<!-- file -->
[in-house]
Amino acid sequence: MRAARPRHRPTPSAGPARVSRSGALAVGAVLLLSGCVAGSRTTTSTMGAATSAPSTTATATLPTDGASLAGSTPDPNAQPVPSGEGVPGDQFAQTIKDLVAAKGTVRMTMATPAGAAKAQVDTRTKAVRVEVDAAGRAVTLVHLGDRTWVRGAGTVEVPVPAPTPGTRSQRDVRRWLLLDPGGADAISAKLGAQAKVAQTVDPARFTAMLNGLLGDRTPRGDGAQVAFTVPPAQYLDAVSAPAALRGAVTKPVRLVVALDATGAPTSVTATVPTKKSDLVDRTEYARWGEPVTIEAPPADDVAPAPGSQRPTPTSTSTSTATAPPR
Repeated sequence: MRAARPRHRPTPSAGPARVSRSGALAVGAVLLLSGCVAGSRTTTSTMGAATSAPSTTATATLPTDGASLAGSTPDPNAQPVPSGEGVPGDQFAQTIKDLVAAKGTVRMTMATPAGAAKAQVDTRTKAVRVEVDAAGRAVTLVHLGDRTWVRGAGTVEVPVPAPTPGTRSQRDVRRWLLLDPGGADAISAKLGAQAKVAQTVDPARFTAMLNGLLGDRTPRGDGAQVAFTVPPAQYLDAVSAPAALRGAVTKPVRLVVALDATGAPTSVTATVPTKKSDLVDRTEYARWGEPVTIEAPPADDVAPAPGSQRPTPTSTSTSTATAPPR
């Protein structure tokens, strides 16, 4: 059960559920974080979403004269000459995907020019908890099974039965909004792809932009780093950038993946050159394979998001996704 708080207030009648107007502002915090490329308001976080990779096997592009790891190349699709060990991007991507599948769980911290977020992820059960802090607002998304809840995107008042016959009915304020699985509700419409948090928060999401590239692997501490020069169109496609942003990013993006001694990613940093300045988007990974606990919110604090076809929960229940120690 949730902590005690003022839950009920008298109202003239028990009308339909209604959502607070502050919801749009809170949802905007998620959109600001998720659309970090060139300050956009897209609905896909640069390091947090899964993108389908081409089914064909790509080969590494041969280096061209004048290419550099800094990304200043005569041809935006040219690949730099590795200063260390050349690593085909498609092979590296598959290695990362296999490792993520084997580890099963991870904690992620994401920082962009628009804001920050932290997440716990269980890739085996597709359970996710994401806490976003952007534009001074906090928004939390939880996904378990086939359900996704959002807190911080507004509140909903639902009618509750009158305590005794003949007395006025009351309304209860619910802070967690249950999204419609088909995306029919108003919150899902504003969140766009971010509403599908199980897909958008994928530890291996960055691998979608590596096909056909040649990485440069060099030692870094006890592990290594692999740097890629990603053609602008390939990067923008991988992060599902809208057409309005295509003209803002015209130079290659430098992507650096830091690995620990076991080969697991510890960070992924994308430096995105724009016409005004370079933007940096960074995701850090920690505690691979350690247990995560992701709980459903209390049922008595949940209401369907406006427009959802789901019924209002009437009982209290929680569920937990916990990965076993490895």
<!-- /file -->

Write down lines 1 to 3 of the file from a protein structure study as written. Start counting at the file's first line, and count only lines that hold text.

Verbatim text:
[in-house]
Amino acid sequence: MRAARPRHRPTPSAGPARVSRSGALAVGAVLLLSGCVAGSRTTTSTMGAATSAPSTTATATLPTDGASLAGSTPDPNAQPVPSGEGVPGDQFAQTIKDLVAAKGTVRMTMATPAGAAKAQVDTRTKAVRVEVDAAGRAVTLVHLGDRTWVRGAGTVEVPVPAPTPGTRSQRDVRRWLLLDPGGADAISAKLGAQAKVAQTVDPARFTAMLNGLLGDRTPRGDGAQVAFTVPPAQYLDAVSAPAALRGAVTKPVRLVVALDATGAPTSVTATVPTKKSDLVDRTEYARWGEPVTIEAPPADDVAPAPGSQRPTPTSTSTSTATAPPR
Repeated sequence: MRAARPRHRPTPSAGPARVSRSGALAVGAVLLLSGCVAGSRTTTSTMGAATSAPSTTATATLPTDGASLAGSTPDPNAQPVPSGEGVPGDQFAQTIKDLVAAKGTVRMTMATPAGAAKAQVDTRTKAVRVEVDAAGRAVTLVHLGDRTWVRGAGTVEVPVPAPTPGTRSQRDVRRWLLLDPGGADAISAKLGAQAKVAQTVDPARFTAMLNGLLGDRTPRGDGAQVAFTVPPAQYLDAVSAPAALRGAVTKPVRLVVALDATGAPTSVTATVPTKKSDLVDRTEYARWGEPVTIEAPPADDVAPAPGSQRPTPTSTSTSTATAPPR